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I know you can determine if a debugger is attached by using System.Diagnostics.Debugger.IsAttached, but is there a way of determining if a profiler is attached?

My profiler can't trace tasks through the threadpool so I want to automaticly disable parallelism when profiling.

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Which profiler do you use? I don't know of a general solutions but there may be a profiler-specific one. – TheEvilPenguin Aug 20 '12 at 4:24
I'm using SlimTune at the moment because it was super simple to set up. – Fowl Aug 20 '12 at 5:42
up vote 7 down vote accepted

For the standard profiler interface, an environment variable needs to be set.

I guess you can just check this via the Environment class.

The variable is called COR_ENABLE_PROFILING and if enabled, will be set to 1.

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Thanks, that's exactly what I needed! – Fowl Aug 20 '12 at 6:30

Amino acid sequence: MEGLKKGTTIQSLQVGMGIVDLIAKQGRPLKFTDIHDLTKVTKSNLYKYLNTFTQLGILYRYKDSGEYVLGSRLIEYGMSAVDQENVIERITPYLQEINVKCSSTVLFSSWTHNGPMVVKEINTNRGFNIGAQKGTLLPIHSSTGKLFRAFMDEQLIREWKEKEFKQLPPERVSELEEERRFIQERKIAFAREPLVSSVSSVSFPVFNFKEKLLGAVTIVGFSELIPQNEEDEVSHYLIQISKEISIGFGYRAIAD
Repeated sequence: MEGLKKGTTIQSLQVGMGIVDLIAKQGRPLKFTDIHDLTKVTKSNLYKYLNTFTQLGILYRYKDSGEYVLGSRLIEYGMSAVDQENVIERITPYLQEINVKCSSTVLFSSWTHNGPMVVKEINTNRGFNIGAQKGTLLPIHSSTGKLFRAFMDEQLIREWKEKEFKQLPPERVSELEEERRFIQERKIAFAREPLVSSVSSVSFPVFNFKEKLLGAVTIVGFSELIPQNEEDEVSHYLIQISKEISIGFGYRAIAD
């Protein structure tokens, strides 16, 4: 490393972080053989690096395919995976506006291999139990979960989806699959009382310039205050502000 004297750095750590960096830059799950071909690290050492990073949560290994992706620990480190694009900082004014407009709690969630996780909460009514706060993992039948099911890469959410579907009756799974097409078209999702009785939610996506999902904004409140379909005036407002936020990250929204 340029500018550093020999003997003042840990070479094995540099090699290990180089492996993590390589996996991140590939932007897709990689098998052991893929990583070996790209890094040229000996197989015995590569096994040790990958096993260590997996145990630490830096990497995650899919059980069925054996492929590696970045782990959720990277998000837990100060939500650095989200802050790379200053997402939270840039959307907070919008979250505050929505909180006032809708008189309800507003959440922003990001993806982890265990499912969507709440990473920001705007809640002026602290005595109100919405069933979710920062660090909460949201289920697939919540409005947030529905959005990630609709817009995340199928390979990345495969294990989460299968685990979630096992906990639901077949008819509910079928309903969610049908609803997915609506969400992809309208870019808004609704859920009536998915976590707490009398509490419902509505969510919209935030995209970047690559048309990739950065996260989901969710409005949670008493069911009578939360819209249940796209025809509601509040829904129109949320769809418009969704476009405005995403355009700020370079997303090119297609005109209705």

Debugger.IsAttached code is included whether debug or release build. And a debugger can be attached to release builds to.

Hence System.Diagnostics.Debugger.IsAttached would return False if no debugger (or profiler) is attached.

Note: I am not sure about SlimTune but Profilers you tend to attach to the process: How to: Attach and Detach the Profiler to Running Processes

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That's nice... but doesn't answer my question. Debugger.IsAttached responds to the debugger not profiler. – Fowl Aug 20 '12 at 5:59
+1 np's Leppie's looks good. So to confirm Debugger.IsAttached has no bearing when SimeTune is profiling? Not sure why you would want to profile with out parallelism - the results would be skewed, like profiling in debug-mode – Jeremy Thompson Aug 20 '12 at 6:01
You are correct - while SlimTune is sampling IsAttached returns false. My use of parallelism has mostly independent tasks and subtasks running on the threadpool - I like being able to see the strict hierarchy of function calls. – Fowl Aug 20 '12 at 6:33

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